Clouds dot the sky where months prior I would be so stoked to even get a glimpse of one cloud. This has made for some even more stellar sunrises and sunsets. I take photos nearly every morning and evening but it never fully captures the magic felt in real life.
We’ve brewed our first batch of beer though definitely messed up the sparging step and only ended up with about 4L of beer when the goal was 7L. It hasn’t started bubbling yet and it’s been a week. I think I’ll boil a few more liters of water, let it cool, add it, and then add more yeast. I guess I underestimated what it took to be a brewmaster and not just a helper. My crew may have lost some faith in my abilities but I’m determined to learn from this mistake and hopefully fix this brew. If it turns out, it will be sort of an amber IPA with amber malt and cascade hops.
A wildebeest study came to an end resulting in culling the experimental animals to retrieve the data loggers floating at the base of the stomach, as well as a few control animals. Field was closed for most of the day after the meerkatters got back from their morning tracking and weights. I didn’t get to tag along but it sounded pretty interesting and included some intense data collection. As soon as the wildebeest fell, the team collected tissue, blood, hair, stomach contents, the data logger, and tons of other samples. If I remember correctly from the presentation they gave a few months ago, the study will look at how the warning climate affects wildebeest temperature regulation and diet. Once they were done with sample collection, the carcasses were butchered. Most of the meat went to the staff and some to communal. If there is any left over, it will be available for researchers to buy. I’m tempted to try cooking some of my own over a braii.
I’ve added a hartebeest skull to my skull garden – there was still some hide left on the skull so we buried it below the leak running off my room. It sort of looks like I’m growing a demon, the hartebeest horns are so cool and evil looking. I’ve added a wildebeest skull above my door and will add the other skulls on the other eaves once they are ready (springbok, steenbok, hartebeest, and gemsbok without the horns). I’m not sure what to do with the carnivore skulls yet (cat skulls and fox), they seem too delicate to leave outside. I practiced driving out there in the dog and cruised up and over the dunes without a problem. I’ll take as much practice as I can since I’ll be renting a car in Cape Town next month for holiday and all of the options are manual. On the drive we passed some oryx (aka gemsbok) which always look well dressed with their sharp black markings against their grey coats and long black horns.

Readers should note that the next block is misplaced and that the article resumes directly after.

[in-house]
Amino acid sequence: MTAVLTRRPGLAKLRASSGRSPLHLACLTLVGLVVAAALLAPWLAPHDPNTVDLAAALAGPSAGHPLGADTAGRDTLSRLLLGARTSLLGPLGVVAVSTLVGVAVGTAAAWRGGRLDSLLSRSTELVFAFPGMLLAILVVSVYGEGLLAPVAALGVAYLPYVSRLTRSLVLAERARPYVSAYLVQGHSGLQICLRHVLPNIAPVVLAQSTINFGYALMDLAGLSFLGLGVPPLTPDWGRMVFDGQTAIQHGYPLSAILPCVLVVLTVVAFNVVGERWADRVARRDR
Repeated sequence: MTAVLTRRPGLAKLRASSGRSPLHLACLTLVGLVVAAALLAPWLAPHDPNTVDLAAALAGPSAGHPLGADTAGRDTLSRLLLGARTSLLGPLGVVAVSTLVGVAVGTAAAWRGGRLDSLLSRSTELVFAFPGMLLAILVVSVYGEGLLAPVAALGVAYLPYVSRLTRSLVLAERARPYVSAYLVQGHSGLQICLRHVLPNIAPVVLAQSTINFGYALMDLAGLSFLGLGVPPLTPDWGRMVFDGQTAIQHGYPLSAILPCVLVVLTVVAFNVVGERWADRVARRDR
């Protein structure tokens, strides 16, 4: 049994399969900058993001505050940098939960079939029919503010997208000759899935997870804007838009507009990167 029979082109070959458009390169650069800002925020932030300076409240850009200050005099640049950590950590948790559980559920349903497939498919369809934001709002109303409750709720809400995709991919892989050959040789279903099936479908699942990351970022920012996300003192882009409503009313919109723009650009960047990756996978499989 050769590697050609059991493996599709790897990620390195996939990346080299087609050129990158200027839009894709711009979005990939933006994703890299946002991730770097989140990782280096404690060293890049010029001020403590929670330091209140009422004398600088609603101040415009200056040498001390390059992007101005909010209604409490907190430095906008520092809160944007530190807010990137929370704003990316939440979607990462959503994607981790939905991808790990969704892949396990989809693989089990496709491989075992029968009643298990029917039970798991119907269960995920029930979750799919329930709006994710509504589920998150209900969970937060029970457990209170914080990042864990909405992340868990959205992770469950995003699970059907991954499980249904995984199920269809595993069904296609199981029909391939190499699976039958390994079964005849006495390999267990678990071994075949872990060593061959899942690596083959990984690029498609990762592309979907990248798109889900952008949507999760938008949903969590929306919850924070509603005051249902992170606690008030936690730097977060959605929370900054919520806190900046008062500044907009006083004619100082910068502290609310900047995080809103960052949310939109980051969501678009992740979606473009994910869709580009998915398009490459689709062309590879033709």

Bloods are slow due to no new dominance changes and the vet being away. Last week though I did have quite a few for an inbreeding experiment. The molerat lab is testing if inbreeding occurs if related molerats are not familiar with each other. The experimental groups are: related/familiar, related/unfamiliar, unrelated/familiar, and unrelated/unfamiliar. The immune challenges that I do to the cells are only a small part of this study though, a lot of data will come out of the experiment.
We’ve reached full capacity recently and the parties have gotten pretty wild. Granted they are fun and expected with a group of 20 something year olds living together. At the last party, we broke one of the dinner tables by dancing on top of it, I fell off the roof after apparently becoming adversed to staying on the ground, and 4 new couples hooked up. Sunday was quite quiet. Work hard, play hard? There’s some talk of a party for my birthday next weekend, I’m not sure I’m ready for another one yet. If it happens though I’ll make sure to stay on off the steep, steel roof – it’s pretty slick.
And though we don’t really celebrate it here, HAPPY HALLOWEEN! I strongly recommend listening to Dirtbag Diaries Tales of Terror Vol. 10. But before the last story, when Fitz recommends grabbing a teddy bear, don’t be like Finn and cling to your radio because it will inadvertently sound off at the climax of the story and give you quite a fright 😉 Hoping to wrangle some people to watch a horror flick tonight or pull some pranks and get some screams. I really do love Halloween.
Hooked on Jeremy Loops lately: Down South